What has gone unsaid or at least rarely said amid all the "this-could-have-been-you!" breathlessness, is that Piper Kerman went to jail because of a crime. What has gone unasked is the question of how we feel about her profiting now from her criminal acts. This appears to be in stark contrast to the recent kerfuffle over Woody Allen in the wake of his estranged daughter's allegations of abuse, which were followed by much hand wringing about whether to continue watching Woody Allen movies.
Now, let me say from the outset that I believe Dylan Farrow. Her story rings true to me, and for the purposes of this blog entry, it doesn't matter why, so that's not going to distract us here. (We can take up that issue another day, if y'all like.) What is less clear to me is why I should "boycott" Woody Allen's movies. I should also point out that if I were to boycott the "genius" Woody Allen, I'm not sure it would lead to the weeping and wailing and gnashing of teeth for me that the mere thought of not watching his movies has inspired in others. (*cough* I find Annie Hall overrated. *cough*) But that's not the point either.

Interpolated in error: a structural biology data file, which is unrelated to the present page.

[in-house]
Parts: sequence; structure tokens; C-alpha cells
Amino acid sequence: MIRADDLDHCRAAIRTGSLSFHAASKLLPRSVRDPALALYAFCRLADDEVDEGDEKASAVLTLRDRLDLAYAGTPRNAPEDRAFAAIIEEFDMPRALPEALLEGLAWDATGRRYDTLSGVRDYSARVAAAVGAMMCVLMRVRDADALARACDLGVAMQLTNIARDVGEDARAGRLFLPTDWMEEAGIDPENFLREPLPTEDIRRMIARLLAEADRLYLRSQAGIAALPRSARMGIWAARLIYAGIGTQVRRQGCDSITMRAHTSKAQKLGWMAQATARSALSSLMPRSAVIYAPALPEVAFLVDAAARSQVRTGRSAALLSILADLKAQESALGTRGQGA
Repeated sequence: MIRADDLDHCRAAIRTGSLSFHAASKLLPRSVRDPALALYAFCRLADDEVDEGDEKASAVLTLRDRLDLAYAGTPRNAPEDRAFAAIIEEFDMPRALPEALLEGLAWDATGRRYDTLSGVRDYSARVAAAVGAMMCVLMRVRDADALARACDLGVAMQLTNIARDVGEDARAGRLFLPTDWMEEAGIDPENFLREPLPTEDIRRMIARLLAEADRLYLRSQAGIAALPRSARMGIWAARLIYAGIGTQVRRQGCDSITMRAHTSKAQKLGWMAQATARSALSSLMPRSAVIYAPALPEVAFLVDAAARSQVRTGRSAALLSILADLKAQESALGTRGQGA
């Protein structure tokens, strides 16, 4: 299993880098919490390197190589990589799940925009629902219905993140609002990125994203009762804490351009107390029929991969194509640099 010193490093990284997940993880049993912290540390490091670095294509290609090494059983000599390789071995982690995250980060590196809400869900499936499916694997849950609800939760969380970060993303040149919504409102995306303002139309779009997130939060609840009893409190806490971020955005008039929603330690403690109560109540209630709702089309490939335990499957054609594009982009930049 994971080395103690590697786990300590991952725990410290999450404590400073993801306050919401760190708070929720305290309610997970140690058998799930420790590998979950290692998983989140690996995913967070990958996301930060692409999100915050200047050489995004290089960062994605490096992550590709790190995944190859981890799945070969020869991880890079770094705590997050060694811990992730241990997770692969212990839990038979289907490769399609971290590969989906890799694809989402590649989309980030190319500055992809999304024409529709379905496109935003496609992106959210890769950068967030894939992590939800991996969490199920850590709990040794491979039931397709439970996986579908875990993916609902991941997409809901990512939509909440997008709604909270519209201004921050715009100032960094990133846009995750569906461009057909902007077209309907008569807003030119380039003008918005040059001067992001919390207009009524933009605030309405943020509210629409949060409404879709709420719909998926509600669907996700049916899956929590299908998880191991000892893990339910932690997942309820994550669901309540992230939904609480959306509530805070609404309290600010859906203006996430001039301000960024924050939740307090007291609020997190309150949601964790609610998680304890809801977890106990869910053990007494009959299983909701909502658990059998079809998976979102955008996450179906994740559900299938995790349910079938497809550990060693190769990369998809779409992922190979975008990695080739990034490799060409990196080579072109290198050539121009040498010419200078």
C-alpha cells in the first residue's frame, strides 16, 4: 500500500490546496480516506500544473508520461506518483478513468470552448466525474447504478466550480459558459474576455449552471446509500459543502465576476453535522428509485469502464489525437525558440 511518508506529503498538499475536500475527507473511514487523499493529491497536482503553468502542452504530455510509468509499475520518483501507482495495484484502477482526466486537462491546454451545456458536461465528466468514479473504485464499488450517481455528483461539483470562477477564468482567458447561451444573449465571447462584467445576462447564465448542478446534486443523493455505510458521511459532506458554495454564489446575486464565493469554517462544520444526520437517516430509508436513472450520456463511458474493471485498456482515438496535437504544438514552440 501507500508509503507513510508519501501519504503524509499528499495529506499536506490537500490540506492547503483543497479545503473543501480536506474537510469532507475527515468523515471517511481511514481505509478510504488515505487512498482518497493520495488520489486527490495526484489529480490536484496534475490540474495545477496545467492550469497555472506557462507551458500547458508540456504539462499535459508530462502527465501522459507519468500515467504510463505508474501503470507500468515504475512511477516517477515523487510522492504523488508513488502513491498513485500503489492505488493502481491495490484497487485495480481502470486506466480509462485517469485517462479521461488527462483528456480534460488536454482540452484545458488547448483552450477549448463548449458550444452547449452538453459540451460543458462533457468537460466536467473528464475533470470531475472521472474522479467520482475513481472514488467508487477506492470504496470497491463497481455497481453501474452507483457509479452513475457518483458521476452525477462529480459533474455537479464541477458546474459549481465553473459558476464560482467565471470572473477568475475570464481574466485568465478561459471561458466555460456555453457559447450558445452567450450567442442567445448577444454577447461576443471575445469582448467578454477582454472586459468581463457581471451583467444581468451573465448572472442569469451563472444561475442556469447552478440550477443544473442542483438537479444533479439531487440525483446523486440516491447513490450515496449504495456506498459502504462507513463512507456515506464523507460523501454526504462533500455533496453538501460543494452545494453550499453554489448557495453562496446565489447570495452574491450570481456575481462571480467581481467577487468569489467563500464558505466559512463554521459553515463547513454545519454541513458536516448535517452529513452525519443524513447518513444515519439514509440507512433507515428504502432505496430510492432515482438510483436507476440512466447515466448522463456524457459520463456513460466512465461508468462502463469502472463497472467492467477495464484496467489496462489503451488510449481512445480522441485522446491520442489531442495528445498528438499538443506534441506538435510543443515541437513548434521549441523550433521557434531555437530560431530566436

The question is: (why) are we obligated to not partake of a criminal's art?